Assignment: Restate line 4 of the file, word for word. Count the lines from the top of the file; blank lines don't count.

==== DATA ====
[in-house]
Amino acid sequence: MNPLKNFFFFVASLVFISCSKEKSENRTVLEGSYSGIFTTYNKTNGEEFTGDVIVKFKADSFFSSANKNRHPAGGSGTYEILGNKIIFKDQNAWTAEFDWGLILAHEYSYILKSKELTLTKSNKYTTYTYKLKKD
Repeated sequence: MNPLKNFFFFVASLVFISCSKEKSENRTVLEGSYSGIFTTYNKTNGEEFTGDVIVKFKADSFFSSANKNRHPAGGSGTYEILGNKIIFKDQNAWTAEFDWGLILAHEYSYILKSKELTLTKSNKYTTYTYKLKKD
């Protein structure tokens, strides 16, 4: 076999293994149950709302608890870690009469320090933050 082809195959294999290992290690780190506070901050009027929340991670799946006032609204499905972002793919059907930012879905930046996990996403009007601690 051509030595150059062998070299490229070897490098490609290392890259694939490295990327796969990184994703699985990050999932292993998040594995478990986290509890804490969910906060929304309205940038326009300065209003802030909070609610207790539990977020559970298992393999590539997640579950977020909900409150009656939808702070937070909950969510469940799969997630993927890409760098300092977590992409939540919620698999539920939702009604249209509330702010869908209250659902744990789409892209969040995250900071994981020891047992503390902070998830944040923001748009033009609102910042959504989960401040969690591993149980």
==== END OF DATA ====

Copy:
């Protein structure tokens, strides 16, 4: 076999293994149950709302608890870690009469320090933050 082809195959294999290992290690780190506070901050009027929340991670799946006032609204499905972002793919059907930012879905930046996990996403009007601690 051509030595150059062998070299490229070897490098490609290392890259694939490295990327796969990184994703699985990050999932292993998040594995478990986290509890804490969910906060929304309205940038326009300065209003802030909070609610207790539990977020559970298992393999590539997640579950977020909900409150009656939808702070937070909950969510469940799969997630993927890409760098300092977590992409939540919620698999539920939702009604249209509330702010869908209250659902744990789409892209969040995250900071994981020891047992503390902070998830944040923001748009033009609102910042959504989960401040969690591993149980």